Yes, the Arena Football League is dying and Butera has turned out to be its Grim Reaper.
We already know Jacksonville is leaving for a "rival" league. It is pretty easy to see that Orlando will follow. The KISS may not join another league, but they will fold. With no realistic ownership possibilities (Butera claims there are conversations ongoing, but he's been saying those things since January), the Steel are done.
Jacksonville officials say they could have an announcement as early as next week. Others such as Orlando may take a while. Geographically, it is unlikely either would opt for the Indoor Football League nor Champions of Indoor Football. Both leagues are run solidly and looking for strong expansion. Both leagues are patient about such expansion. Both leagues are essentially, at least at this point, Midwest leagues with the IFL predominantly in the northern portion of the region and the CIF predominantly in the southern portion. They co-exist admirably.
So, a couple of Florida teams will join one of the other leagues, most likely in their region. Makes sense. My guess would be any league which is based in the Southeastern United States, though there are some rumors which, indeed, have them going to the IFL.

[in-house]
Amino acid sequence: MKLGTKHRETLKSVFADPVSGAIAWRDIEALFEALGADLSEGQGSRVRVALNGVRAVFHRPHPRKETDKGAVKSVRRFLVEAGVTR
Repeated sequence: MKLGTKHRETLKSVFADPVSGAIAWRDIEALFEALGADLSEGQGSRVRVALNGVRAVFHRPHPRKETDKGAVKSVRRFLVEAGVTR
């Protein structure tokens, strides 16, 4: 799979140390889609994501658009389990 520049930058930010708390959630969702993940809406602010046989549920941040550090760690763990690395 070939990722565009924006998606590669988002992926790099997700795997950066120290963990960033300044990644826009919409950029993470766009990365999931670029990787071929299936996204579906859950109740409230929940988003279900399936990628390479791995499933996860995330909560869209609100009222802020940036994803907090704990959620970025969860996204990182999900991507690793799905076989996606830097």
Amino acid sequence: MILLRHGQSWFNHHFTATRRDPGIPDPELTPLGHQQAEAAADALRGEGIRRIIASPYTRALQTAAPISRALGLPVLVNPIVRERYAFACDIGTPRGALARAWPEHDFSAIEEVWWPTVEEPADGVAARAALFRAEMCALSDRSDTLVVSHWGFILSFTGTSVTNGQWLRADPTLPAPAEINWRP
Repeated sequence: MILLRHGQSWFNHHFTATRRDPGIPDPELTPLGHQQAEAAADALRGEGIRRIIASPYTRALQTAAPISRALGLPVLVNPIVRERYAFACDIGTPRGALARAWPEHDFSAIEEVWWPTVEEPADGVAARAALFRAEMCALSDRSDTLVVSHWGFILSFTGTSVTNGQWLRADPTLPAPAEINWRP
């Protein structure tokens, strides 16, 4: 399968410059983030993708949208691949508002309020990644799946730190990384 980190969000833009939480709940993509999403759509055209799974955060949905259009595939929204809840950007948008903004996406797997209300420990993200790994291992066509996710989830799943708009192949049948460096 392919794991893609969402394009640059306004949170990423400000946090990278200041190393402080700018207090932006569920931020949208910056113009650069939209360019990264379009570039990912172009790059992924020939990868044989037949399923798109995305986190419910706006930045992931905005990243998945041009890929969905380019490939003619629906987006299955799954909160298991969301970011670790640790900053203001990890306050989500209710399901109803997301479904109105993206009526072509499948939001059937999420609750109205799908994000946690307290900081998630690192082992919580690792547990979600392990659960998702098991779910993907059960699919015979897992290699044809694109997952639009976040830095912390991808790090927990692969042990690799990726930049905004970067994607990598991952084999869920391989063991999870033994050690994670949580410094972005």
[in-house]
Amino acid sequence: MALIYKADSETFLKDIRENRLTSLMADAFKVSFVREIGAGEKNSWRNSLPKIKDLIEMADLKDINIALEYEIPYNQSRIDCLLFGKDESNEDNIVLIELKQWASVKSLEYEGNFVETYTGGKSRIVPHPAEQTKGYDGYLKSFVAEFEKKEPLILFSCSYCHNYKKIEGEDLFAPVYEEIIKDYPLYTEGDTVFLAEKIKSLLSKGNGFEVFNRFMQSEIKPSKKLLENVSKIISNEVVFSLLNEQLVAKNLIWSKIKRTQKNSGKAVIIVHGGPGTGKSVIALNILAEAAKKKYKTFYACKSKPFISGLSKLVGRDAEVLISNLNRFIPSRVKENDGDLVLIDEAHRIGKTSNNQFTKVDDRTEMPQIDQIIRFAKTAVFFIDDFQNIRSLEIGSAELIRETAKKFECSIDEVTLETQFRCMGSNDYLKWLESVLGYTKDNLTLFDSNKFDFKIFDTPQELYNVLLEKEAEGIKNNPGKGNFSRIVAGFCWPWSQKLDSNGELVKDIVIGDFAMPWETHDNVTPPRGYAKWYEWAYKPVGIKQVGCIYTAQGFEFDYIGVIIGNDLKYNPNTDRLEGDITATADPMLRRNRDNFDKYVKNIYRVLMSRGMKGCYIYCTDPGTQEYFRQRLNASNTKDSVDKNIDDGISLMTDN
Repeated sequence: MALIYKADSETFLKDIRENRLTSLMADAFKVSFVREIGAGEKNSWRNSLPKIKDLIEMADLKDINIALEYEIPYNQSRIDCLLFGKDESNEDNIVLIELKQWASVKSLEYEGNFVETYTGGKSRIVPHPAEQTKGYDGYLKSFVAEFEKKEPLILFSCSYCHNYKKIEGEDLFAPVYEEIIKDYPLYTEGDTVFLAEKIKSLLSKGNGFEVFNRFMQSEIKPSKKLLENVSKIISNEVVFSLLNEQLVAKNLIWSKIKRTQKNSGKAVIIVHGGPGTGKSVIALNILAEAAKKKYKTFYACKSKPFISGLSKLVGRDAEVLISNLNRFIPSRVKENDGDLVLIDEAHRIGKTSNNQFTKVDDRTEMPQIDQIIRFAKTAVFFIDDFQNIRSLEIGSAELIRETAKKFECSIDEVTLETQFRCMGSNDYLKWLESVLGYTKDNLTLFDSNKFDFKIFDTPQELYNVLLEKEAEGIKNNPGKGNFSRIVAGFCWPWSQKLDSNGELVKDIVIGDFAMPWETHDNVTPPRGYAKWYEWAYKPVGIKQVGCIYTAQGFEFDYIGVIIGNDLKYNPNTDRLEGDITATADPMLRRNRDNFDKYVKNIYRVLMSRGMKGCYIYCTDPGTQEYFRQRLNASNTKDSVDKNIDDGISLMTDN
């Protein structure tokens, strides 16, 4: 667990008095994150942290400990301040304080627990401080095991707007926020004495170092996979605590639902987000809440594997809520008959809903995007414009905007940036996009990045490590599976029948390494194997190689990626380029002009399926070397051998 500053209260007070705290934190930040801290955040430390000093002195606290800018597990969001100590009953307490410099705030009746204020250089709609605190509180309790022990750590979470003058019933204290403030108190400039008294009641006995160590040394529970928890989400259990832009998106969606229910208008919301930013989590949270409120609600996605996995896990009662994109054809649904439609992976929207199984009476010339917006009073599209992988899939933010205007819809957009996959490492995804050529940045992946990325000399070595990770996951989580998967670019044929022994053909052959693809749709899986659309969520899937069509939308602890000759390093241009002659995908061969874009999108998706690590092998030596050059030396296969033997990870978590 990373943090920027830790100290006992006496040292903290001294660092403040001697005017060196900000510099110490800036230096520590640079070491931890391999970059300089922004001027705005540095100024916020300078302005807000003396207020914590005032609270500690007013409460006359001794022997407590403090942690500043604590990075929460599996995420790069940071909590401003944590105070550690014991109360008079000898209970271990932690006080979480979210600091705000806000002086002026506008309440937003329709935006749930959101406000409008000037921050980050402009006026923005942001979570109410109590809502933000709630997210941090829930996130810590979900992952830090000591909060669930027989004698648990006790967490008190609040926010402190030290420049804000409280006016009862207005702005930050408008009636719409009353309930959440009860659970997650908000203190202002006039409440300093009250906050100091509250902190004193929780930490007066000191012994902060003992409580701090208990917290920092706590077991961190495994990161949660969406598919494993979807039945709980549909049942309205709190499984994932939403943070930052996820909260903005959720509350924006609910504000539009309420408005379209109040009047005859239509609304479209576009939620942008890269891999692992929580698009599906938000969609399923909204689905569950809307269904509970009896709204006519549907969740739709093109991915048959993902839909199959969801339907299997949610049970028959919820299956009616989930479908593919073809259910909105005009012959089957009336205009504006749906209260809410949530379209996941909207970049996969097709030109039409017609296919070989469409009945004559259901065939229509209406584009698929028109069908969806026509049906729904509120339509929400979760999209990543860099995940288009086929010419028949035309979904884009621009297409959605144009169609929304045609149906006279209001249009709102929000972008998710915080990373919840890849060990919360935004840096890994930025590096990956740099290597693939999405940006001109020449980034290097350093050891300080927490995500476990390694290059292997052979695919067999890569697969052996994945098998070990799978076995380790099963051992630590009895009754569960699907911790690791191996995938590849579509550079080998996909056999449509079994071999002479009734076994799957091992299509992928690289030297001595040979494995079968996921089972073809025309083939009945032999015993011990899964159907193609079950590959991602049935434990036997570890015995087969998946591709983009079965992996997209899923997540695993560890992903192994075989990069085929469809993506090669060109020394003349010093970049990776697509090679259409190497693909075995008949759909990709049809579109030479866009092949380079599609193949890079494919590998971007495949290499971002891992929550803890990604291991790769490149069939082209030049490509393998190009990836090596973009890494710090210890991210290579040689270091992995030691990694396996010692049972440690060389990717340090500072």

Meanwhile, the departures of Orlando and Jacksonville leave the AFL with one remaining team in Florida: the Tampa Bay Storm, which is coming off its worst season since the team moved from Pittsburgh in 1991. Storm president Derrick Brooks expressed disappointment at the loss of the Predators and the long standing War on I-4 rivalry, but has stated the team "will continue to support the Arena Football League and are looking forward to the upcoming 2017 season."
As for the Thunder, with no Steel to operate in the Moda Center at the Rose Quarter in Portland, Emmert could resurrect the Thunder and take them to the IFL where it would have regional rivals in the Spokane Empire and the expansion Salt Lake Screaming Eagles. Sources have told me this is an absolute possibility. This scenario is, in fact, getting a whole lot of traction. It also would fit Emmert's personality to bring back the Thunder (he still owns the trademark), put them into the IFL, and stick it to Butera and the AFL for their takeover of the team.
That leaves the future of the AFL. Remember Bouchy's statement that other AFL teams will follow with migration to rival leagues? Jacksonville and perhaps Orlando, are gone. Others very well could follow. The league would be left with little to nothing. Not a good proposition for a league which is already on the verge of bankruptcy.
Again, the AFL is dying. It is time to put it out of its misery, read this league its last rights and put it into the ground.
Angi Says is a periodic blog written by the Vice President of Forum Operations of Sports Coast to Coast. It generally features topics from the sports which are covered on the forum.